“Europeans only” : Europa als Leitbild, Vorbild und Zerrbild in Südafrika, 1948 bis 2008
Über den europäischen Einfluss auf die Apartheidszustände in Südafrika berichtet der Essener Historiker Christoph Marx in seinem Beitrag.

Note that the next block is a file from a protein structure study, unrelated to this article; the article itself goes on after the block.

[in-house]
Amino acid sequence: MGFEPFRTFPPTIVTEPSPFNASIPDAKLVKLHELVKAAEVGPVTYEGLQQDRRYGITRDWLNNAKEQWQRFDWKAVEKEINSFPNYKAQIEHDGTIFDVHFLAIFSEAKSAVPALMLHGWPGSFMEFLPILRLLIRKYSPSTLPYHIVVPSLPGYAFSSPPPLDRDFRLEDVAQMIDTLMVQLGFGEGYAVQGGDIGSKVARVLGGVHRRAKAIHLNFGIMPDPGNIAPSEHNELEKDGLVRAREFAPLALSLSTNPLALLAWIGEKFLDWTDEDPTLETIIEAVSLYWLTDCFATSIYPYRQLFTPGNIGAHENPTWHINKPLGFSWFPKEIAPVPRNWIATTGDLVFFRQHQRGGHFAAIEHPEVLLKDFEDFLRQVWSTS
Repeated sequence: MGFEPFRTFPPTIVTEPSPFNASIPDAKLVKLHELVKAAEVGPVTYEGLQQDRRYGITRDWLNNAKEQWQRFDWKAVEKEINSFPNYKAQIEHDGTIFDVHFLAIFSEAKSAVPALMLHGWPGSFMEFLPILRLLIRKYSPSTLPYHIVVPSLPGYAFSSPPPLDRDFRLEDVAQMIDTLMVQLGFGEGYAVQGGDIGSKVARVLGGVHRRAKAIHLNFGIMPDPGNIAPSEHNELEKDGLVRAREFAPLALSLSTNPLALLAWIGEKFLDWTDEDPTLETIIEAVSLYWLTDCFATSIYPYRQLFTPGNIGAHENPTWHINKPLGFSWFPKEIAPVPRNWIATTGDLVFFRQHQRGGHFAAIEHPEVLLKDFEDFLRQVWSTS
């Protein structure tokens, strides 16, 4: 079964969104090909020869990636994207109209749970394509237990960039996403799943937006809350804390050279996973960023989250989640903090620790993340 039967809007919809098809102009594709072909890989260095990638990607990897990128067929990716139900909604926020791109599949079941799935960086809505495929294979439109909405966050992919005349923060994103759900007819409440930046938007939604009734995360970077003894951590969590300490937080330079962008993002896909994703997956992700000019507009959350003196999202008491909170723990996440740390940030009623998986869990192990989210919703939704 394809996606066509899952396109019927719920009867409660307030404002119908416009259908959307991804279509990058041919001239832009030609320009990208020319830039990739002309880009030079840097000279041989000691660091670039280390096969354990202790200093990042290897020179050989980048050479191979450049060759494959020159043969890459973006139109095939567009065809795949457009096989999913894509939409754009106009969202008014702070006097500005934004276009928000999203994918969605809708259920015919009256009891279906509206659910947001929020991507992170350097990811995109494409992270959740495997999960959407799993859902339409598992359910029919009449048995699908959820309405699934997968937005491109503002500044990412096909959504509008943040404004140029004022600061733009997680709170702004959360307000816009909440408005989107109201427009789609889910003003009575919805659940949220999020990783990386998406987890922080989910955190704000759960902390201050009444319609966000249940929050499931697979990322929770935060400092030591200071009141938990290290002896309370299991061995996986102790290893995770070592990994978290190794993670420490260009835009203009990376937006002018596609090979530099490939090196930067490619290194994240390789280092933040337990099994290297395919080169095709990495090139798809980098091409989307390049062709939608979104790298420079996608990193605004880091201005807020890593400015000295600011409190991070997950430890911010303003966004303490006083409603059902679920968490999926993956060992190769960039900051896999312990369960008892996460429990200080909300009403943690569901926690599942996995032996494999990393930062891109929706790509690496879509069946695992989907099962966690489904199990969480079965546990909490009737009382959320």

The heterogeneous population of South Africa during different periods developed very diverging images of Europe. Whereas the majority of the population took European democracy as the lodestar of their fight for citizenship and equality, many white inhabitants of South Africa had an ambivalent relationship to the continent of their origin. English-speaking whites looked to Britain as their “home”. Afrikaners, who began settling in South Africa in 1652, saw Europe or certain European countries less as a place to which they felt tied by bounds of loyalty and nostalgia. They rather regarded Europe as the place of origin of a superior European civilisation. Afrikaners in particular had an ambivalent relationship to Europe, since the political aim foremost on the agenda of Afrikaner nationalist organisations was independence from the British Empire and the repudiation of democracy and political institutions they regarded as alien. This made many of them amenable to right-wing movements in Europe during the interwar years, which witnessed the emergence of antiparliamentarian organisations in South Africa too. During the apartheid years, South African politicians defended their policy of racial segregation as a defence of European civilisation. They saw themselves as an outpost of Europe in Africa and part of the struggle for retaining European values against communism, which was equated with and racialised as “Asian”. After the end of apartheid in 1994, cultural Africanism developed an ideology of authenticity (Ubuntu) which was formulated as the opposite of despicable “Western” values. On the other hand, the African National Congress held on to western political institutions, parliamentary democracy and the rule of law. The goal of an African Union as propagated by South African president Thabo Mbeki has similarities with the European Unification process, but the deficit of democratic institutions in many African states may prevent the success of an African Renaissance.